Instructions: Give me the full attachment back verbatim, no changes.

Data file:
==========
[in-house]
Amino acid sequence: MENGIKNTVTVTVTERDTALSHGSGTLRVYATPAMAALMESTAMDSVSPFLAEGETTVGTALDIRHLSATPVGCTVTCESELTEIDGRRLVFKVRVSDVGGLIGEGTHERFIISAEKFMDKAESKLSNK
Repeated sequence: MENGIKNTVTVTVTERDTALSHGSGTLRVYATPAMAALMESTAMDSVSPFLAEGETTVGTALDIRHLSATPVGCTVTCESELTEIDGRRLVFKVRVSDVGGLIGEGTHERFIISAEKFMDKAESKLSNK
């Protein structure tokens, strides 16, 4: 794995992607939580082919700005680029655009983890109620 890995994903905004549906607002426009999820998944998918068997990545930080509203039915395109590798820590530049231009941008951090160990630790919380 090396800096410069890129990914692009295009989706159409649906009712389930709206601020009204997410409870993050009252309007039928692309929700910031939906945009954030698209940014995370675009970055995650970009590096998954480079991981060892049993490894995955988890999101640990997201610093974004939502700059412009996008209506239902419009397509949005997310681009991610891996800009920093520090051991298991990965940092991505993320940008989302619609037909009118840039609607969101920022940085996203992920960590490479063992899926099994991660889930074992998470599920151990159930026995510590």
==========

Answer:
[in-house]
Amino acid sequence: MENGIKNTVTVTVTERDTALSHGSGTLRVYATPAMAALMESTAMDSVSPFLAEGETTVGTALDIRHLSATPVGCTVTCESELTEIDGRRLVFKVRVSDVGGLIGEGTHERFIISAEKFMDKAESKLSNK
Repeated sequence: MENGIKNTVTVTVTERDTALSHGSGTLRVYATPAMAALMESTAMDSVSPFLAEGETTVGTALDIRHLSATPVGCTVTCESELTEIDGRRLVFKVRVSDVGGLIGEGTHERFIISAEKFMDKAESKLSNK
């Protein structure tokens, strides 16, 4: 794995992607939580082919700005680029655009983890109620 890995994903905004549906607002426009999820998944998918068997990545930080509203039915395109590798820590530049231009941008951090160990630790919380 090396800096410069890129990914692009295009989706159409649906009712389930709206601020009204997410409870993050009252309007039928692309929700910031939906945009954030698209940014995370675009970055995650970009590096998954480079991981060892049993490894995955988890999101640990997201610093974004939502700059412009996008209506239902419009397509949005997310681009991610891996800009920093520090051991298991990965940092991505993320940008989302619609037909009118840039609607969101920022940085996203992920960590490479063992899926099994991660889930074992998470599920151990159930026995510590």